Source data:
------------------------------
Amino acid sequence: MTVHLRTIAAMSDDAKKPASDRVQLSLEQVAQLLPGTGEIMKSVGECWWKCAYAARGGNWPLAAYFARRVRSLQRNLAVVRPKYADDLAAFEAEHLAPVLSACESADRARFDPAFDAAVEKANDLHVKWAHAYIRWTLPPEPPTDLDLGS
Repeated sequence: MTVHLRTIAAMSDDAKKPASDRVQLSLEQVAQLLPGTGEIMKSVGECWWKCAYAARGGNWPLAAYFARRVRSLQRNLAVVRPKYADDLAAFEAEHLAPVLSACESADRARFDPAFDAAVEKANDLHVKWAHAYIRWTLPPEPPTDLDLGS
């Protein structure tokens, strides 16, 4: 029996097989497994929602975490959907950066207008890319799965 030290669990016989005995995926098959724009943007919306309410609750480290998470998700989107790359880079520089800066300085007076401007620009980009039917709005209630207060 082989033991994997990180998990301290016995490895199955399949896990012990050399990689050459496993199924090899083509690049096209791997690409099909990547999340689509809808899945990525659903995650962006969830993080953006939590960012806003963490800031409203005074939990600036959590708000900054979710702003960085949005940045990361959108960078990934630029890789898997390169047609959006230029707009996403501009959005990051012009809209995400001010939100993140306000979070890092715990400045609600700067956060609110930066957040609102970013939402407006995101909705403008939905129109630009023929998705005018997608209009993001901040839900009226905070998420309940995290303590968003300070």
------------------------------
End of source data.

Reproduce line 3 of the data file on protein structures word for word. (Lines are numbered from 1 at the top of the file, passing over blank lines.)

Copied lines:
């Protein structure tokens, strides 16, 4: 029996097989497994929602975490959907950066207008890319799965 030290669990016989005995995926098959724009943007919306309410609750480290998470998700989107790359880079520089800066300085007076401007620009980009039917709005209630207060 082989033991994997990180998990301290016995490895199955399949896990012990050399990689050459496993199924090899083509690049096209791997690409099909990547999340689509809808899945990525659903995650962006969830993080953006939590960012806003963490800031409203005074939990600036959590708000900054979710702003960085949005940045990361959108960078990934630029890789898997390169047609959006230029707009996403501009959005990051012009809209995400001010939100993140306000979070890092715990400045609600700067956060609110930066957040609102970013939402407006995101909705403008939905129109630009023929998705005018997608209009993001901040839900009226905070998420309940995290303590968003300070």